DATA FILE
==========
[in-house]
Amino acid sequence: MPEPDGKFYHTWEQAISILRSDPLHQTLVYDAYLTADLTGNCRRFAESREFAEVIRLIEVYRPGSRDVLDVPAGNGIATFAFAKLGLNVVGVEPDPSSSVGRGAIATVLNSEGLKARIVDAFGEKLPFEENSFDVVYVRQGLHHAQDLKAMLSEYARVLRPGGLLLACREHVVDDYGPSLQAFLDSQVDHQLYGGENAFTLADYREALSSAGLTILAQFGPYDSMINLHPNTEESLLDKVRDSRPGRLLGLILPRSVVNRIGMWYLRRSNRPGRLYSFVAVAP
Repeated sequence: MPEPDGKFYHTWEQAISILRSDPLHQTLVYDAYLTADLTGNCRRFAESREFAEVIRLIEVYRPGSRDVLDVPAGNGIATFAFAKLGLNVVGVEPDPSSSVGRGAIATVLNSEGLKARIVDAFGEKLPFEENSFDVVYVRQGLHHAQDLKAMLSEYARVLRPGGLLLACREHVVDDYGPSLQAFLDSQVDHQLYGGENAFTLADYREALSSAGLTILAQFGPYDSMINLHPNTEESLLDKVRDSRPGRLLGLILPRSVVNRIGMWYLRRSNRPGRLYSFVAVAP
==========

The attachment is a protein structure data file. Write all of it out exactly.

[in-house]
Amino acid sequence: MPEPDGKFYHTWEQAISILRSDPLHQTLVYDAYLTADLTGNCRRFAESREFAEVIRLIEVYRPGSRDVLDVPAGNGIATFAFAKLGLNVVGVEPDPSSSVGRGAIATVLNSEGLKARIVDAFGEKLPFEENSFDVVYVRQGLHHAQDLKAMLSEYARVLRPGGLLLACREHVVDDYGPSLQAFLDSQVDHQLYGGENAFTLADYREALSSAGLTILAQFGPYDSMINLHPNTEESLLDKVRDSRPGRLLGLILPRSVVNRIGMWYLRRSNRPGRLYSFVAVAP
Repeated sequence: MPEPDGKFYHTWEQAISILRSDPLHQTLVYDAYLTADLTGNCRRFAESREFAEVIRLIEVYRPGSRDVLDVPAGNGIATFAFAKLGLNVVGVEPDPSSSVGRGAIATVLNSEGLKARIVDAFGEKLPFEENSFDVVYVRQGLHHAQDLKAMLSEYARVLRPGGLLLACREHVVDDYGPSLQAFLDSQVDHQLYGGENAFTLADYREALSSAGLTILAQFGPYDSMINLHPNTEESLLDKVRDSRPGRLLGLILPRSVVNRIGMWYLRRSNRPGRLYSFVAVAP